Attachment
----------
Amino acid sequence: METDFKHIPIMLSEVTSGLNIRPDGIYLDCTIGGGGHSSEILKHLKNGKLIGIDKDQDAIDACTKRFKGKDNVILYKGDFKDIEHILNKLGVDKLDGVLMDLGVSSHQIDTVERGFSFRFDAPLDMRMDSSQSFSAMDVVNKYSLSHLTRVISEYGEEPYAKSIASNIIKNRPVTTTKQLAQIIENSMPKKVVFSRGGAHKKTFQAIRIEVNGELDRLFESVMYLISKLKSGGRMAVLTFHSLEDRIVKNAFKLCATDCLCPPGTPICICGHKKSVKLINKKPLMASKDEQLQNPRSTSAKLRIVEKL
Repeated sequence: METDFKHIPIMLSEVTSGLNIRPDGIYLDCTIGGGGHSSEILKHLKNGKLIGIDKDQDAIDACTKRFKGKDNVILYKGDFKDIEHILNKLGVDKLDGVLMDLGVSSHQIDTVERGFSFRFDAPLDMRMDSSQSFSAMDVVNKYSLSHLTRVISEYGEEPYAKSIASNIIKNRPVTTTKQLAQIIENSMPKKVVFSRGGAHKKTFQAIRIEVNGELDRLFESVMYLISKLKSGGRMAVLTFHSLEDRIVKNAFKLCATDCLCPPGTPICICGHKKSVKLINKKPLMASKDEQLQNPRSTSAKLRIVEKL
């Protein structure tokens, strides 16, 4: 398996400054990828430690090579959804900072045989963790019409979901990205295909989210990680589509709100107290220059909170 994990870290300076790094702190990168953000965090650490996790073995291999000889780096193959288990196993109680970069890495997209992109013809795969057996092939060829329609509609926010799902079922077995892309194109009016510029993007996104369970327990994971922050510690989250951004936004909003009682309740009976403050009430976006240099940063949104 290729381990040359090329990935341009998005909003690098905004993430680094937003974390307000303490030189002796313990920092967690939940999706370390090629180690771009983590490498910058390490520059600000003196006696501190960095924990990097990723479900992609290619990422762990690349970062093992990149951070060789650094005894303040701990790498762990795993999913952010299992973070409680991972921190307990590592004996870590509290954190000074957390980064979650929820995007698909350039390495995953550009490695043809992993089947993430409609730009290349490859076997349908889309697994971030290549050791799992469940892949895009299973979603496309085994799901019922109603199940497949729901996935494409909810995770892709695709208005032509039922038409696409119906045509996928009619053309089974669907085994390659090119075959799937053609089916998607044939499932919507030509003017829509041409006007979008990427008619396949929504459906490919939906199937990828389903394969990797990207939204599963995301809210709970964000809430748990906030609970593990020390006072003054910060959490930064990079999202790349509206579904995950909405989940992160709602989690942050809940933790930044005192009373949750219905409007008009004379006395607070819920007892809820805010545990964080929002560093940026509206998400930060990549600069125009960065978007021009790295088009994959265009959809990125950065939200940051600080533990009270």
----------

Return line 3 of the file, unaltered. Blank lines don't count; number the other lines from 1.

């Protein structure tokens, strides 16, 4: 398996400054990828430690090579959804900072045989963790019409979901990205295909989210990680589509709100107290220059909170 994990870290300076790094702190990168953000965090650490996790073995291999000889780096193959288990196993109680970069890495997209992109013809795969057996092939060829329609509609926010799902079922077995892309194109009016510029993007996104369970327990994971922050510690989250951004936004909003009682309740009976403050009430976006240099940063949104 290729381990040359090329990935341009998005909003690098905004993430680094937003974390307000303490030189002796313990920092967690939940999706370390090629180690771009983590490498910058390490520059600000003196006696501190960095924990990097990723479900992609290619990422762990690349970062093992990149951070060789650094005894303040701990790498762990795993999913952010299992973070409680991972921190307990590592004996870590509290954190000074957390980064979650929820995007698909350039390495995953550009490695043809992993089947993430409609730009290349490859076997349908889309697994971030290549050791799992469940892949895009299973979603496309085994799901019922109603199940497949729901996935494409909810995770892709695709208005032509039922038409696409119906045509996928009619053309089974669907085994390659090119075959799937053609089916998607044939499932919507030509003017829509041409006007979008990427008619396949929504459906490919939906199937990828389903394969990797990207939204599963995301809210709970964000809430748990906030609970593990020390006072003054910060959490930064990079999202790349509206579904995950909405989940992160709602989690942050809940933790930044005192009373949750219905409007008009004379006395607070819920007892809820805010545990964080929002560093940026509206998400930060990549600069125009960065978007021009790295088009994959265009959809990125950065939200940051600080533990009270």